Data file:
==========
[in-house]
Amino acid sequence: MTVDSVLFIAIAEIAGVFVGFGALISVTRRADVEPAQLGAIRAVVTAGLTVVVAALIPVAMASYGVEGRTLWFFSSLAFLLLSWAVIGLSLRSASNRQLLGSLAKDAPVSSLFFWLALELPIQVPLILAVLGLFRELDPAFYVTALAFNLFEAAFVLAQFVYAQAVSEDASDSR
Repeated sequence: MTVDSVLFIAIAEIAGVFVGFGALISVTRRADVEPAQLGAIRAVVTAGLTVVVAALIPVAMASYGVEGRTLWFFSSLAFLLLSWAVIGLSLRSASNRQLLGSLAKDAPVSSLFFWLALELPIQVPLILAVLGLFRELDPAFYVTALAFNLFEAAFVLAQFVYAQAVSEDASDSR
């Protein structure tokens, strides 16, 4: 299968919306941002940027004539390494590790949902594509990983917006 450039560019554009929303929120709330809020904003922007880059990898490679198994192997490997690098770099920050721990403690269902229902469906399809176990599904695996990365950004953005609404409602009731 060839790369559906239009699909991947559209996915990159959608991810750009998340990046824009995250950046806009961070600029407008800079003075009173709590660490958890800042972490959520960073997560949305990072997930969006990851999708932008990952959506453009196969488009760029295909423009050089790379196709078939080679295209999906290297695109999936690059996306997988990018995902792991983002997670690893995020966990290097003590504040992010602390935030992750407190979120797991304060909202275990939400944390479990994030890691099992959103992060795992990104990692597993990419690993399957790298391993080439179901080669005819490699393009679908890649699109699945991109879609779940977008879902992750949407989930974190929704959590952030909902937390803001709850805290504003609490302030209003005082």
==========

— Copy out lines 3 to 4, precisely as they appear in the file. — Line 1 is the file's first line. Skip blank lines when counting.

Repeated sequence: MTVDSVLFIAIAEIAGVFVGFGALISVTRRADVEPAQLGAIRAVVTAGLTVVVAALIPVAMASYGVEGRTLWFFSSLAFLLLSWAVIGLSLRSASNRQLLGSLAKDAPVSSLFFWLALELPIQVPLILAVLGLFRELDPAFYVTALAFNLFEAAFVLAQFVYAQAVSEDASDSR
């Protein structure tokens, strides 16, 4: 299968919306941002940027004539390494590790949902594509990983917006 450039560019554009929303929120709330809020904003922007880059990898490679198994192997490997690098770099920050721990403690269902229902469906399809176990599904695996990365950004953005609404409602009731 060839790369559906239009699909991947559209996915990159959608991810750009998340990046824009995250950046806009961070600029407008800079003075009173709590660490958890800042972490959520960073997560949305990072997930969006990851999708932008990952959506453009196969488009760029295909423009050089790379196709078939080679295209999906290297695109999936690059996306997988990018995902792991983002997670690893995020966990290097003590504040992010602390935030992750407190979120797991304060909202275990939400944390479990994030890691099992959103992060795992990104990692597993990419690993399957790298391993080439179901080669005819490699393009679908890649699109699945991109879609779940977008879902992750949407989930974190929704959590952030909902937390803001709850805290504003609490302030209003005082």